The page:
New bill seeks to improve foreclosure process
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The foreclosure process in Nevada may now run more smoothly for homeowners and lenders.
This week the Homeowner's Bill of Rights is taking effect. It's legislation passed in this last session to iron out some of the problems faced by the more than 330,00 Nevadans whose homes are underwater. Nevada still has the highest underwater rate in the nation.
Kevin Sigstad is the Treasurer of the Nevada Association of Realtors, which advocated for the legislation. He says oftentimes homeowners would be working on a short sale. As they were negotiating with their lender, another arm of the bank would be going forward with the foreclosure process.
"So the homeowner would get a buyer and would be negotiating with a bank on the short sale terms and would be close to getting that transaction closed, only to find out that the bank had just foreclosed on it."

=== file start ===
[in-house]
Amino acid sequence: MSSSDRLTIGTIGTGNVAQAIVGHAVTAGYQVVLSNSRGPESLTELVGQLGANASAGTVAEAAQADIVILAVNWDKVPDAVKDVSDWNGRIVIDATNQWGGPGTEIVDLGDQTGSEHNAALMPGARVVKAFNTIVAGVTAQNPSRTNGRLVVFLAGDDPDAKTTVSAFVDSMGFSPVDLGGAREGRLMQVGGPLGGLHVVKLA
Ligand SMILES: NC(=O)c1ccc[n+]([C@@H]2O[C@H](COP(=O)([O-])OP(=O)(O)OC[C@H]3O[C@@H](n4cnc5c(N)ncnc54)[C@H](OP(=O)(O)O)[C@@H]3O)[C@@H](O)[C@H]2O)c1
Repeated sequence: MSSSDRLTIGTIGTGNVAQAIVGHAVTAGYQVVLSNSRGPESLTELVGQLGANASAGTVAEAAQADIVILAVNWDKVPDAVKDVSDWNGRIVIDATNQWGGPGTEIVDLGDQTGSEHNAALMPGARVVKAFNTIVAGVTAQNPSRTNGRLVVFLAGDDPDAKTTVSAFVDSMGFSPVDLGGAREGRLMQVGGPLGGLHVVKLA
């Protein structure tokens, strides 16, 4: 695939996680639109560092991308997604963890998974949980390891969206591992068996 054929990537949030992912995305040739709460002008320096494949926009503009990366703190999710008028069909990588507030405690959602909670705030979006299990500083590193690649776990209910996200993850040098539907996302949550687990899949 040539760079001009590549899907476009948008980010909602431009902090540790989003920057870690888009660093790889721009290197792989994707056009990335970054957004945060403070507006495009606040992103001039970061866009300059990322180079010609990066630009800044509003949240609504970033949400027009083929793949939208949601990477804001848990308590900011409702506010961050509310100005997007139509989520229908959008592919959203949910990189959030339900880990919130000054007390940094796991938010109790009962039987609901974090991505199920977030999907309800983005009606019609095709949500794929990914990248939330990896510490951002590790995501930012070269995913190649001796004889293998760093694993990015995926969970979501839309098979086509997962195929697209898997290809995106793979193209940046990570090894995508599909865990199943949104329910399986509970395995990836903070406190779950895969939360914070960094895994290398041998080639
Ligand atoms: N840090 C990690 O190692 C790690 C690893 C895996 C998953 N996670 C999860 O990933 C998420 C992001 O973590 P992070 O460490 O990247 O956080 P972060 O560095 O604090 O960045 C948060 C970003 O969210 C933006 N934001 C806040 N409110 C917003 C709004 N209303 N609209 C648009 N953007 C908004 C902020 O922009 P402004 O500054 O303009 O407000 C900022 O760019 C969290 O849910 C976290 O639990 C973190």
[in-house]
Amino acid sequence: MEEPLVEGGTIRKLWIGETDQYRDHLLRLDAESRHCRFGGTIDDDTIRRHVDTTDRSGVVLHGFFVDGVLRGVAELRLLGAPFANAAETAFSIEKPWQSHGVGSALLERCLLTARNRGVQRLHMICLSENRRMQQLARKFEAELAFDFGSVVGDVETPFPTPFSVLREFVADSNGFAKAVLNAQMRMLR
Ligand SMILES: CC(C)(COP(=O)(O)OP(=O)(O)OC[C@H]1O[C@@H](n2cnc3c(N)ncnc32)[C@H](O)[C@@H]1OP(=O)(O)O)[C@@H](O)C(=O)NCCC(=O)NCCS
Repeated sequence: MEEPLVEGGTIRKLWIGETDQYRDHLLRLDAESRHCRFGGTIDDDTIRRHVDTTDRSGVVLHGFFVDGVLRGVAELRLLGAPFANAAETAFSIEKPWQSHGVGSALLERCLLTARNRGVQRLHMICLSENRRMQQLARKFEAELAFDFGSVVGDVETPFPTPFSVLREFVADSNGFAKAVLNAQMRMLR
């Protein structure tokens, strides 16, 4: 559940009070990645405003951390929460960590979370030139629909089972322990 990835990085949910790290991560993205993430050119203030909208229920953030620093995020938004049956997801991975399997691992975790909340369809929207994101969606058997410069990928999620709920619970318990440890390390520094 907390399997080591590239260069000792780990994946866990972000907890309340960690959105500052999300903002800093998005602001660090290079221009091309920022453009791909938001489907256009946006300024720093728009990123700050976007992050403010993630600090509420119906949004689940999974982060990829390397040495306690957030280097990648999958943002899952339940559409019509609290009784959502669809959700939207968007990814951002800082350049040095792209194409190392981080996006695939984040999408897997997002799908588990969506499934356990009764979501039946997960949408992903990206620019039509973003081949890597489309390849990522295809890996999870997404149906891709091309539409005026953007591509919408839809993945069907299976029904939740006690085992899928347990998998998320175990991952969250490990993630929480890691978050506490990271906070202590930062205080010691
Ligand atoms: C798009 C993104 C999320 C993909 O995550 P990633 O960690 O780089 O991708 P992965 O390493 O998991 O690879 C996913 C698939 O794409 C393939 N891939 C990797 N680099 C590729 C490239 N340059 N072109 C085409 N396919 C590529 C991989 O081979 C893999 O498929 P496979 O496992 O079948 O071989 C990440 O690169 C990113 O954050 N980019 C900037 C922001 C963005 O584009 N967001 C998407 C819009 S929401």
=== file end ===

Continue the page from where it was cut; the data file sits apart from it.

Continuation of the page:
Now, under the bill, banks are forbidden from negotiating a short sale or mortgage modification at the same time they're trying to foreclose on that borrower. Lenders must inform homeowners of alternatives to foreclosure and warn them 30 days in advance of filing a notice of default, which is the first step in the foreclosure process.
Many of the terms in the state legislation mirror those in the National Mortgage Settlement, which was made with the five largest banks in the country. Sigstad says this bill covers the remaining 40 percent of banks in the state.
He says lenders have stricter timelines for foreclosure, but so do homeowners, as well.
"They have to engage the bank and they can't just drag their feet and say, 'Geeze, if I stretch this out maybe I can stay in my house for a year or two."
Sigstad says the process could improve Nevada's shortage of homes for sale, but many in the industry are still unsure of how the new regulations will ultimately impact the housing market.